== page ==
“A classic PR idea gone bad” was one of the derisory reactions to the news on August 16th that Tony Blair is going to donate the profits (the advance alone is £4.6 million, around $7 million) from his forthcoming memoirs to a charity helping ex-servicemen in Britain. That may well be true, although Mr Blair is adamant that he always planned to give the money away as an act of principle, not as a cynical attempt to burnish a public image tarnished by his role in the Iraq war. Mr Blair is not the first politician to have given his book earnings away – Bill Clinton donated $1 million of the $6 million he got for his book Giving – and won’t be the last: Gordon Brown, Mr Blair’s successor, is well known for his piety and asceticism (as well as his rivalry with Mr Blair) so surely won’t want to be outdone on generosity.
Maybe this should be a model for all political memoir writers? After all, they are largely making money out of the public’s interest in how they performed their public duties (and if they really need to cash in on their experiences, they can do so in other ways through directorships, consultancies and speaking fees). Perhaps Mr Blair could make this the start of a political giving pledge to mirror that of Bill Gates and Warren Buffett in the business world – how could Prime Minister Cameron, or Mr Blair’s old chum former President Bush, refuse if asked to sign up to give away, say, at least half their book proceeds?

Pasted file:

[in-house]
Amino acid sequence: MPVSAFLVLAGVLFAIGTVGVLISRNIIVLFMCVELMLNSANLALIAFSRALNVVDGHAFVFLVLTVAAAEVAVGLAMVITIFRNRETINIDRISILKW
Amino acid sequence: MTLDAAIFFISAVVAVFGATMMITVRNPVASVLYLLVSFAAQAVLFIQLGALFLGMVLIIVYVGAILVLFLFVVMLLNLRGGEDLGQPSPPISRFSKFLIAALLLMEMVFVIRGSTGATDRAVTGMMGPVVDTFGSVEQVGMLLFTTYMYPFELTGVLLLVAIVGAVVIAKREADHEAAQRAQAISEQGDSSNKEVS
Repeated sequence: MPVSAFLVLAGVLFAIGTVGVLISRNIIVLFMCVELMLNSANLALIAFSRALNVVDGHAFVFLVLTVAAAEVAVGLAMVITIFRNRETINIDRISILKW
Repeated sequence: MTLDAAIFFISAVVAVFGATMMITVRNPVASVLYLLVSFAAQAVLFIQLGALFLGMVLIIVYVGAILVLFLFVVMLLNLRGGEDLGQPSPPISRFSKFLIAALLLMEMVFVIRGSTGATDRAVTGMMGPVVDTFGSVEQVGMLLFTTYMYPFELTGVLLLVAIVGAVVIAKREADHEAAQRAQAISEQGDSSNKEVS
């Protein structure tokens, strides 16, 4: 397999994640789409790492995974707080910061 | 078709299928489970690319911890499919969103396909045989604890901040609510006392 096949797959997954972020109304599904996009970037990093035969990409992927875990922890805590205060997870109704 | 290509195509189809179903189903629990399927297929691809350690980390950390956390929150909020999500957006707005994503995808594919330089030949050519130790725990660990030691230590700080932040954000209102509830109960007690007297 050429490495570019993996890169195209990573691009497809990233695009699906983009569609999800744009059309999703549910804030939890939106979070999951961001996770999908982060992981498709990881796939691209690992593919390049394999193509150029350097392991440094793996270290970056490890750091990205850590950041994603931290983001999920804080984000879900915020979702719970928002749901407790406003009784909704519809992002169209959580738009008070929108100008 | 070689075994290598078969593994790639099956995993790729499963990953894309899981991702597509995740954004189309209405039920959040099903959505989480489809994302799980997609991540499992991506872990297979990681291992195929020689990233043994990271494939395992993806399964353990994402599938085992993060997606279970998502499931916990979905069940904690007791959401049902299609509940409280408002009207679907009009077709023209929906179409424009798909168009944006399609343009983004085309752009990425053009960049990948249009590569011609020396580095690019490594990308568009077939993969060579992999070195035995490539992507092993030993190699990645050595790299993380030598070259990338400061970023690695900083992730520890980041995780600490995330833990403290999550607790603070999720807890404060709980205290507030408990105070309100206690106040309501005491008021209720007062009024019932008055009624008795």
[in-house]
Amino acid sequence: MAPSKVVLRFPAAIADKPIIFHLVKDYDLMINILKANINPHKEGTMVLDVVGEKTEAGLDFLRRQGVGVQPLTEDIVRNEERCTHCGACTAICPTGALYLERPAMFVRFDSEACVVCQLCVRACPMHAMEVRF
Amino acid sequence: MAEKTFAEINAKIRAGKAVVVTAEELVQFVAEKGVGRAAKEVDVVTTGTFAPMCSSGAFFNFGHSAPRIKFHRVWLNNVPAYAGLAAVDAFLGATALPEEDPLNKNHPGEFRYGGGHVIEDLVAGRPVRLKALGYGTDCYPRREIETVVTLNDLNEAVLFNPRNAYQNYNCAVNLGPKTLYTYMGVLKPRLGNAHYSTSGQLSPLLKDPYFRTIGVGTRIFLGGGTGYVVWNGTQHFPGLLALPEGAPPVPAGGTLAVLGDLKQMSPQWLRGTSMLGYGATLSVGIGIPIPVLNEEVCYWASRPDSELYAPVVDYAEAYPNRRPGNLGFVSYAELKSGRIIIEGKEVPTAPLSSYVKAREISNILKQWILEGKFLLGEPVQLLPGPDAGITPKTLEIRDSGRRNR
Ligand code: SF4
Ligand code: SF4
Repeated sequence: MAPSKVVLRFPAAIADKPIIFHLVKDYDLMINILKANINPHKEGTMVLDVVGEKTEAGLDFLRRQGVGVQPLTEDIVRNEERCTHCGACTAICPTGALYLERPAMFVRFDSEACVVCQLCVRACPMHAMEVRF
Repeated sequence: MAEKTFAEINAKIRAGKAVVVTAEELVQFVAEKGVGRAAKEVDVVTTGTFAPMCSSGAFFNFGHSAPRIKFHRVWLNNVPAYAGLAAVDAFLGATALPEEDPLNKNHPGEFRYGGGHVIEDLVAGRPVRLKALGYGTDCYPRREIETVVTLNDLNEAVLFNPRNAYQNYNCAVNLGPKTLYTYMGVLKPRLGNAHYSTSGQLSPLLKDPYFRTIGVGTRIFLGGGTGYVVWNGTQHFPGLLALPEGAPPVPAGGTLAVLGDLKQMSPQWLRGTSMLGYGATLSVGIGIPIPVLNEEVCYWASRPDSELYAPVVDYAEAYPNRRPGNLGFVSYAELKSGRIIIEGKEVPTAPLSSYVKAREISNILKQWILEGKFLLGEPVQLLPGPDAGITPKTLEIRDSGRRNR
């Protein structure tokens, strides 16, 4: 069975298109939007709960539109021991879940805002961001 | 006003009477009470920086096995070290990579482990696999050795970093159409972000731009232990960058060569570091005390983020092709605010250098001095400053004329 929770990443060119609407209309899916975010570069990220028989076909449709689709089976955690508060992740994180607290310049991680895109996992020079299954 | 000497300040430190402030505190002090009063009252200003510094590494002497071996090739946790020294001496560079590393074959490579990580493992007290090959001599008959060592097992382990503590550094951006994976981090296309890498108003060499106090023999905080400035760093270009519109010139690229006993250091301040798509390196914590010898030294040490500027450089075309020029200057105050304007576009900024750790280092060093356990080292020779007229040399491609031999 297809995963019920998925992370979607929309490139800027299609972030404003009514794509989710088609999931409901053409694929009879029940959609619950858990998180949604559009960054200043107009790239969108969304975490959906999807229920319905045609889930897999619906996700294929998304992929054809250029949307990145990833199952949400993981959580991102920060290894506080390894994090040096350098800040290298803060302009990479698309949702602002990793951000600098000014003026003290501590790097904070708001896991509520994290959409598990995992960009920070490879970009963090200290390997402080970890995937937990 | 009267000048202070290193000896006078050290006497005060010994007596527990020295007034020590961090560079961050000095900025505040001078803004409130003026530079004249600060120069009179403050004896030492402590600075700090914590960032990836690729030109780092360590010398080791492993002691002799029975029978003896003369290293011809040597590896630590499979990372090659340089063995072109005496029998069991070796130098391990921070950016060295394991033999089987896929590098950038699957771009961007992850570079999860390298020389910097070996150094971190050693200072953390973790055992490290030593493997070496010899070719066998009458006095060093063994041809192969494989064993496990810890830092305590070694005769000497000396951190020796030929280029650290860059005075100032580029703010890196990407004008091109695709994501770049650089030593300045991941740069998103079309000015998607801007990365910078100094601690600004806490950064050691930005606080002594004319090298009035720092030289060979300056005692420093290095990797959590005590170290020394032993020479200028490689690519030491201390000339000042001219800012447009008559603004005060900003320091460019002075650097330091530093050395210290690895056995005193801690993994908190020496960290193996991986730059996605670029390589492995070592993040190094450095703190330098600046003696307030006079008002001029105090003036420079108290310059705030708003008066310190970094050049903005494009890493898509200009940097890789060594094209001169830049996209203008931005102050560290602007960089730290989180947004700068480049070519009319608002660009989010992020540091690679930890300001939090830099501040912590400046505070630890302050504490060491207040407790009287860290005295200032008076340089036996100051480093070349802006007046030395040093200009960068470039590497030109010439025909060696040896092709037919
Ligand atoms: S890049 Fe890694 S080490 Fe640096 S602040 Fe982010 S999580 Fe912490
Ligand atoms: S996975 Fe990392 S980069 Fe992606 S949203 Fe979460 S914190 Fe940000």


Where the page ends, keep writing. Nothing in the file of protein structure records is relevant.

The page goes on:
But why stop at politicians? As we write in the book, ex-leaders such as Messrs Blair and Clinton, are a subset of a category of philanthrocapitalists called “celanthropists”, whose fame is a key source of their ability to drive change. How about the rest of the celanthropists following Mr Blair’s example? Ludicrously well-paid sportsmen, like Britain’s footballers, pump out mind-numbingly tedious ghost-written memoirs for the Christmas market each year – how about turning at least a chunk of those earnings over to the public good? So too with those celebrities who do nothing except be a celebrity. Their giving, unlike Mr Blair’s, might actually be a smart piece of PR.